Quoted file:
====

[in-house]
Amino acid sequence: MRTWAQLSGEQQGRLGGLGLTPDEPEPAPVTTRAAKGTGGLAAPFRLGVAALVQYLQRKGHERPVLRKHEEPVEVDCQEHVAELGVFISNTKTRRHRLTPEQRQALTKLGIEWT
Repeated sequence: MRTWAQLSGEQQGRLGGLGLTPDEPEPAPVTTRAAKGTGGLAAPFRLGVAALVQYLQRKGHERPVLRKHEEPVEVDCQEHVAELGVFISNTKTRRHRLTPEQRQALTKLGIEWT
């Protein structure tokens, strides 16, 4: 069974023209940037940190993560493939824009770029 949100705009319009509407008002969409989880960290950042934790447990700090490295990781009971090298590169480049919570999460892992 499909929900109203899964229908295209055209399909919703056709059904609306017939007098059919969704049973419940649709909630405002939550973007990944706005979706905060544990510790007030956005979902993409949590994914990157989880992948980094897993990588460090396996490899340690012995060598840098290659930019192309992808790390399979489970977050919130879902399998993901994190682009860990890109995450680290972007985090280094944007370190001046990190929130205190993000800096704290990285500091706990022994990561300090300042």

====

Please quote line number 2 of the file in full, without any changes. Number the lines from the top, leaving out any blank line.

Amino acid sequence: MRTWAQLSGEQQGRLGGLGLTPDEPEPAPVTTRAAKGTGGLAAPFRLGVAALVQYLQRKGHERPVLRKHEEPVEVDCQEHVAELGVFISNTKTRRHRLTPEQRQALTKLGIEWT